Stop and Frisk
April 29 2013
Stop and Frisk
The stop and frisk is when a police officer stops a person, one he/she believes is suspicious individual, and with lawful intent, pats down in search of a hidden weapon in the suspect's clothing. It seems like a controversial law, arguable yet justifiable. How would you feel if you were stopped by a policeman? Probably scared, angry, and even confused? Of course, if you were innocent. What if you were a drug dealer, or a kidnapper? Perhaps even serial killer equipped with weaponry? To be caught before performing an illicit act based on careless movements and the lack of proper self composure, seems to be justice to me. .
(Gaines, 2012)"The precedent for the ever-elusive definition of a "reasonable" suspicion in stop-and-frisk situations was established in Terry v. Ohio (1968)" An Ohio detective by the name of McFadden, an older detective which held experience in the area, noticed two certain individuals acting peculiarly in the downtown beat. Actions such as passing by a store, peering into windows, and then repositioning to a corner of a street in discussion. Surely enough, this didn't seem that strange at the time. That is, until another man joined in the conversation, just to leave quickly. Not long after that, the three men reunited at another corner a few blocks away from their last location. With this reasonable suspicion in mind, McFadden encountered the three and asked for identification. Muttering their responses, McFadden then carried out the frisking procedure and discovered two handguns. The Supreme Court believed it was right and reasonable and McFadden won the case, with the overall fact that he did what was necessary to not only himself, but the citizens in the area.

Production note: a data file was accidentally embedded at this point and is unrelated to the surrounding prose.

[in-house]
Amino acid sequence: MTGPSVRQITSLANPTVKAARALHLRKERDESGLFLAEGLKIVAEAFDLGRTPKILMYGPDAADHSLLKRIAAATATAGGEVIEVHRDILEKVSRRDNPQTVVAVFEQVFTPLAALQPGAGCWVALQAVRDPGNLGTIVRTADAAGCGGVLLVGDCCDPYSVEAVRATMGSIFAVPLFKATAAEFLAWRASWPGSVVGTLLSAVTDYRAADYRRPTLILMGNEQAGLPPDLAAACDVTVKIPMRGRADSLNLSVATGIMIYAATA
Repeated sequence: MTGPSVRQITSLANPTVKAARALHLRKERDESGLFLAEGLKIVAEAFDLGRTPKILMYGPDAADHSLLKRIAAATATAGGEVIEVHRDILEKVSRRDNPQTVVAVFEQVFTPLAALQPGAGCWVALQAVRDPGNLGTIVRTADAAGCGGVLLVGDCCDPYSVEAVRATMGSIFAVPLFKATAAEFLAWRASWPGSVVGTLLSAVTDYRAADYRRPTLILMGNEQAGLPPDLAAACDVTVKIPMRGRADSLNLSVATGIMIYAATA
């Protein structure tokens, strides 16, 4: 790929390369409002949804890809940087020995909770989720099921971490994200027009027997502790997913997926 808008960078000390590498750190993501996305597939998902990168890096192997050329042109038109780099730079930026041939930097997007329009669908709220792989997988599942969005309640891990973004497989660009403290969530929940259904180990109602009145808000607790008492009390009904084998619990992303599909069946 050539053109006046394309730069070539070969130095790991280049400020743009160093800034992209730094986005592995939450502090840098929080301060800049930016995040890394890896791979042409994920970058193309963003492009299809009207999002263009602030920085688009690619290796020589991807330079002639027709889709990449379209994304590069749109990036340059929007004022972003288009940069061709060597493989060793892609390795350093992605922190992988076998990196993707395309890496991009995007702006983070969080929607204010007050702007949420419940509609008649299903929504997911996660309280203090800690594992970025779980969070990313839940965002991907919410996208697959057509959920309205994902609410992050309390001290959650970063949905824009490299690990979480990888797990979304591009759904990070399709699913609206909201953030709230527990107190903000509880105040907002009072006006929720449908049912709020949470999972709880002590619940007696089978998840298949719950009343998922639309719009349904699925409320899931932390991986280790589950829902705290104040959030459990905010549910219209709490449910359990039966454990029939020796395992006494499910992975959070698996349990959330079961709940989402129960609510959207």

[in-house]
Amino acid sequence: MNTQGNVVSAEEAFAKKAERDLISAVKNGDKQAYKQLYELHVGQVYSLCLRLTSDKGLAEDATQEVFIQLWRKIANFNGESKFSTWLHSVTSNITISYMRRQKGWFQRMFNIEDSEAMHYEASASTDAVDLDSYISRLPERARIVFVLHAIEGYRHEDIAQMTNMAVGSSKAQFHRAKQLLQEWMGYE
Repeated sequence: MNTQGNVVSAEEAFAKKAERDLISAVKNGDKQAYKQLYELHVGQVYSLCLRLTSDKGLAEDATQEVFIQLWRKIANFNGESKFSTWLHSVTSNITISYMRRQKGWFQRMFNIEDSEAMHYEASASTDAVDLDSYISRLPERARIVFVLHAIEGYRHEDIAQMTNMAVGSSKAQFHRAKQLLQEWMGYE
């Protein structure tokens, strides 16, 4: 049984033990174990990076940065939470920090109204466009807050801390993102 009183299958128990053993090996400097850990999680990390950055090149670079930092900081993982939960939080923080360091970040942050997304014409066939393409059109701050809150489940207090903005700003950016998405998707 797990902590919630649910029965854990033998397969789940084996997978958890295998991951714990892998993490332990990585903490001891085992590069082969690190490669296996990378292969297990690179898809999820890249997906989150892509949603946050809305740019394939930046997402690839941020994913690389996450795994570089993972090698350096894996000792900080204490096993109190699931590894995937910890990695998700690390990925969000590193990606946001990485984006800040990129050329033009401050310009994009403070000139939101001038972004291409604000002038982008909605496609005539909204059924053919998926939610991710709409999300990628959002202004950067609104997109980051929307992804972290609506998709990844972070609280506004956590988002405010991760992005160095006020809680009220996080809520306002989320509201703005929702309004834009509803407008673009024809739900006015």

Police do this for a myriad of reasons, one is to protect society from potential harm when suspicion rises. It is always good to prevent crime before it happens. Though it not as easy as it...
Please join StudyMode to read the full document